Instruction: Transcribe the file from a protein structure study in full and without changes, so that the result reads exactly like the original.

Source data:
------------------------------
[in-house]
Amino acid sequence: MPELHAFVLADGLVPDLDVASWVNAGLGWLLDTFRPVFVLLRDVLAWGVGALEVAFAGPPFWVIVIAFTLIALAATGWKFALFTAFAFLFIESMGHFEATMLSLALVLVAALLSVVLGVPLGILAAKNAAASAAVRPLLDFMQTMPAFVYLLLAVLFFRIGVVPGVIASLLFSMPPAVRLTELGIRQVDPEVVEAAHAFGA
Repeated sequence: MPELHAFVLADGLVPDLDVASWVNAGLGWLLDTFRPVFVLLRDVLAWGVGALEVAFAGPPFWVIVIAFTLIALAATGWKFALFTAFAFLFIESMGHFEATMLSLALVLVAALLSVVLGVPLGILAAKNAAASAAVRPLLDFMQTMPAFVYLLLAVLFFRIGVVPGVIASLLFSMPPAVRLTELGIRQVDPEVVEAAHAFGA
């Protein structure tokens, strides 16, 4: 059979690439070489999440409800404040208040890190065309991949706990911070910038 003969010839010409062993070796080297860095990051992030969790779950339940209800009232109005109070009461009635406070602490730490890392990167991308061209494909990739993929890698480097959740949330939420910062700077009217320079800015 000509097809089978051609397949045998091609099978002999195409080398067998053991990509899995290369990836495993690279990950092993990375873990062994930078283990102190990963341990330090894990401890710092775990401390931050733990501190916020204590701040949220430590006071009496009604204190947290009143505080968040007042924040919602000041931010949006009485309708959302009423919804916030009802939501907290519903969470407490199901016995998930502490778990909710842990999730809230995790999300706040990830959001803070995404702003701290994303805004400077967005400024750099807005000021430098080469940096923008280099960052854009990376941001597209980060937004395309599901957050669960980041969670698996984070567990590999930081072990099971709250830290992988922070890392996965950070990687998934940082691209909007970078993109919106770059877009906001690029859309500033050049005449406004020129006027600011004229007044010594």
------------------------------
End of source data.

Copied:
[in-house]
Amino acid sequence: MPELHAFVLADGLVPDLDVASWVNAGLGWLLDTFRPVFVLLRDVLAWGVGALEVAFAGPPFWVIVIAFTLIALAATGWKFALFTAFAFLFIESMGHFEATMLSLALVLVAALLSVVLGVPLGILAAKNAAASAAVRPLLDFMQTMPAFVYLLLAVLFFRIGVVPGVIASLLFSMPPAVRLTELGIRQVDPEVVEAAHAFGA
Repeated sequence: MPELHAFVLADGLVPDLDVASWVNAGLGWLLDTFRPVFVLLRDVLAWGVGALEVAFAGPPFWVIVIAFTLIALAATGWKFALFTAFAFLFIESMGHFEATMLSLALVLVAALLSVVLGVPLGILAAKNAAASAAVRPLLDFMQTMPAFVYLLLAVLFFRIGVVPGVIASLLFSMPPAVRLTELGIRQVDPEVVEAAHAFGA
């Protein structure tokens, strides 16, 4: 059979690439070489999440409800404040208040890190065309991949706990911070910038 003969010839010409062993070796080297860095990051992030969790779950339940209800009232109005109070009461009635406070602490730490890392990167991308061209494909990739993929890698480097959740949330939420910062700077009217320079800015 000509097809089978051609397949045998091609099978002999195409080398067998053991990509899995290369990836495993690279990950092993990375873990062994930078283990102190990963341990330090894990401890710092775990401390931050733990501190916020204590701040949220430590006071009496009604204190947290009143505080968040007042924040919602000041931010949006009485309708959302009423919804916030009802939501907290519903969470407490199901016995998930502490778990909710842990999730809230995790999300706040990830959001803070995404702003701290994303805004400077967005400024750099807005000021430098080469940096923008280099960052854009990376941001597209980060937004395309599901957050669960980041969670698996984070567990590999930081072990099971709250830290992988922070890392996965950070990687998934940082691209909007970078993109919106770059877009906001690029859309500033050049005449406004020129006027600011004229007044010594």